Going Green at the Original Farmers' MarketJuly 19, 2019
There's little debate around the benefits of attending farmers markets. Did you know that these benefits include both personal health and environmental health?
Read more below to learn different ways the Original Farmers' Market benefits the local economy, the environment, and of course, you!
Are you curious how you can lower your personal carbon footprint, reduce waste, support local economies, and get access to some of the freshest and most delicious food around? Look no further than your local farmers’ market.
On average, food travels over 1,000 miles from the point of production to the retail store [i]. This journey consumes fossil fuels, contributes to air pollution, and creates waste through excess packaging and damaged food that ultimately cannot be sold. Meanwhile, all produce sold at The Original Farmers’ market is grown in Indiana and travels less than 100 miles to get to your plate, giving you fresher food and helping the environment too. Our vendor with the furthest commute is Sitka Salmon Shares, a fisherman’s shares company committed to sustainability that will not only tell you what waters your fish was caught in, but the name of the fisherman and boat as well.
In addition, local farmers grow on a smaller scale and are known to practice more sustainable habits such as conserving water, using less pesticides, insecticides, and GMOs, and growing a more diverse crop to ensure soil health over time [ii]. In fact, Original Famers’ Market vendors Arnold Farms, Redwine Farms, and KG Acres all utilize organic growing practices.
Supporting your local famers’ market doesn’t just help the environment, it can also have a positive impact on health in your community. A study on North Carolina youth found that a lower Body Mass Index (BMI) was associated with proximity to a local farmers’ market [iii] and three independent studies have tied the availability of locally grown food to a reduction in community obesity levels [iv]. Farmer’s markets also give shoppers the chance to strengthen their community ties, a study by the Project for Public Spaces discovered those who shop at Farmers’ Markets have approximately 15 more social interactions during their visit than those who shop at grocery stores [iii]. You can meet some of your local vendors at The Original Farmers’ Market by attending vendor demos every Wednesday at 11 a.m. or by checking in on twitter and watching our Facebook live videos of the event @IndyCM.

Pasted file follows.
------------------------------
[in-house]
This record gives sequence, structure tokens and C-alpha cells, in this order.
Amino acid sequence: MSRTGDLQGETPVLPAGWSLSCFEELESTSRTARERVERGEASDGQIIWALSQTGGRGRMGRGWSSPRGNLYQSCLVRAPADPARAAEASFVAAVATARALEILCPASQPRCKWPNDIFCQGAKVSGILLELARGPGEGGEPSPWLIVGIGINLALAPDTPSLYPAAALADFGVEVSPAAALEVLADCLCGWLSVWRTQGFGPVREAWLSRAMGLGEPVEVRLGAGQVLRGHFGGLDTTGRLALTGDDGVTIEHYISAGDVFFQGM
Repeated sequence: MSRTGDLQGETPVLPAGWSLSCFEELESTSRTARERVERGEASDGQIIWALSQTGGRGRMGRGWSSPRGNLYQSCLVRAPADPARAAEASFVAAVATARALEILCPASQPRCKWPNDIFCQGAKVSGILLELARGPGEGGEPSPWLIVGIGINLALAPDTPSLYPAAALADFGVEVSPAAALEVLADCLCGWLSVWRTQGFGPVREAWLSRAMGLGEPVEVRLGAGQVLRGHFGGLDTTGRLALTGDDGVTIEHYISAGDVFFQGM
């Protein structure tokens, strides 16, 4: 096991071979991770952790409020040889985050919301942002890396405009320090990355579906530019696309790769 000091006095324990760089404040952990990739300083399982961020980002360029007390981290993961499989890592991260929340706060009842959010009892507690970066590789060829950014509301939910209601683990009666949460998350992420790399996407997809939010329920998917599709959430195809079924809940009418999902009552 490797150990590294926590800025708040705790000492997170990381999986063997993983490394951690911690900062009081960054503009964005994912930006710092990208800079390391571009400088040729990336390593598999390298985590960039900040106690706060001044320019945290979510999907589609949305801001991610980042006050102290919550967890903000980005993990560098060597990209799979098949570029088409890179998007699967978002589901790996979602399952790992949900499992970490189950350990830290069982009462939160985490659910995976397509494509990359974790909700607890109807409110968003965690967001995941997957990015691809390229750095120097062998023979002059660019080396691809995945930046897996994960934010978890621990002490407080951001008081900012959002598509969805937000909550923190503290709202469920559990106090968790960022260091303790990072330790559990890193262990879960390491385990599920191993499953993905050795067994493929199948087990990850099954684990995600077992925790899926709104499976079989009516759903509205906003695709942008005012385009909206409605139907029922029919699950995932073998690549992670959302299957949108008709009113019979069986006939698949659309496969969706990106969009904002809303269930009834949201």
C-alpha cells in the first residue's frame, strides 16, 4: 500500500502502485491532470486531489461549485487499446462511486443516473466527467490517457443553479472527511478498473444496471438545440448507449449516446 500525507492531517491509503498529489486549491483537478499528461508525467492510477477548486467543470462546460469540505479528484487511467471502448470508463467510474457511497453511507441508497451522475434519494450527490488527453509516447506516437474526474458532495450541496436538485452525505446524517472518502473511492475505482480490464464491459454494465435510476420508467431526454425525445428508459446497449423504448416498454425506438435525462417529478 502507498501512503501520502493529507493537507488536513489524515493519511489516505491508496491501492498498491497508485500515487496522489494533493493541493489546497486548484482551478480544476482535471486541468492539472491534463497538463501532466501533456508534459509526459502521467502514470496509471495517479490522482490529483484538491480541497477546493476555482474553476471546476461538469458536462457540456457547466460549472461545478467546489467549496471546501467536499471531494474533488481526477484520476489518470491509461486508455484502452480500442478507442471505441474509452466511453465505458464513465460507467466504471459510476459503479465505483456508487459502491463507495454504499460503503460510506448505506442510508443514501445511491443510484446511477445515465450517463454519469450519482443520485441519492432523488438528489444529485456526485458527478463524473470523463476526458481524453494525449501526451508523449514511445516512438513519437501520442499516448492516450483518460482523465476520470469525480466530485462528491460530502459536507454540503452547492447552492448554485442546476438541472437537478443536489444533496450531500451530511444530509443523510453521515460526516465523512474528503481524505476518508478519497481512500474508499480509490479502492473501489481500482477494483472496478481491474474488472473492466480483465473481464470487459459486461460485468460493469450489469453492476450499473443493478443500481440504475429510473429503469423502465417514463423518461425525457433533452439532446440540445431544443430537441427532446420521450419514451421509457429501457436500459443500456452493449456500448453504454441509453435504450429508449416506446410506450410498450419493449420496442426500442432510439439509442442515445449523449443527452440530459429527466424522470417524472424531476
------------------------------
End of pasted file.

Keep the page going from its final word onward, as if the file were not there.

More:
Finally, shopping at a farmers’ market supports your local farmers, keeps your dollars in your community, and stimulates local economic growth. Locally owned retailers, such as farmers’ markets, return more than three times as much of their sales to local communities compared to their chain competitors and markets act as business incubators, allowing small businesses to begin sales and grow slowly [v].
Shopping at your local famers’ market comes with a variety of environmental and local health benefits; however, personal choices can also amplify your impact. You can help the Indianapolis City Market and The Original Farmers’ Market be as sustainable as possible by choosing to carpool, walk, bike, scooter, or bus to the market, bringing your own reusable bags (be sure to grab a reusable bag punch card to receive a reward for bringing your bag to the market!), participating in our Need a Bag? Take a Bag program, and taking part in our Buy 2 Give 1 Gleaning program, in which consumers are encouraged to buy additional produce to help feed those in need.
[i] Weber, C. L., & Matthews, H. S. (2008). Food-Miles and the Relative Climate Impacts of Food Choices in the United States. Environmental Science & Technology, 42(10), 3508–3513. http://doi.org/10.1021/es702969f.
[ii] Demitz, Christi & Ball, Jessica. (2016). Farmer’s Markets and Sustainability: Part Two. Michigan State University Extension. https://www.canr.msu.edu/news/farmers_markets_and_sustainability_part_two
[iii] Jilcott SB, Wade S, McGuirt JT, Wu Q, Lazorick S, Moore JB. (2011). The association between the food environment and weight status among eastern North Carolina youth. Public Health Nutrition, 14(9):1610-7. https://www.ncbi.nlm.nih.gov/pubmed/21486525
[iv] Steven Cummins, Sally Macintyre, Food environments and obesity—neighbourhood or nation?, International Journal of Epidemiology, Volume 35, Issue 1, February 2006, Pages 100–104, https://doi.org/10.1093/ije/dyi276
[v] Lamendola, K. (2016). Farmers Markets: Community Benefits and Best Practices [PowerPoint slides]. http://www.k2hwny.org/content/sites/p2wny/resource_p2_/FarmersMarkets_BenefitsBestPractices.pdf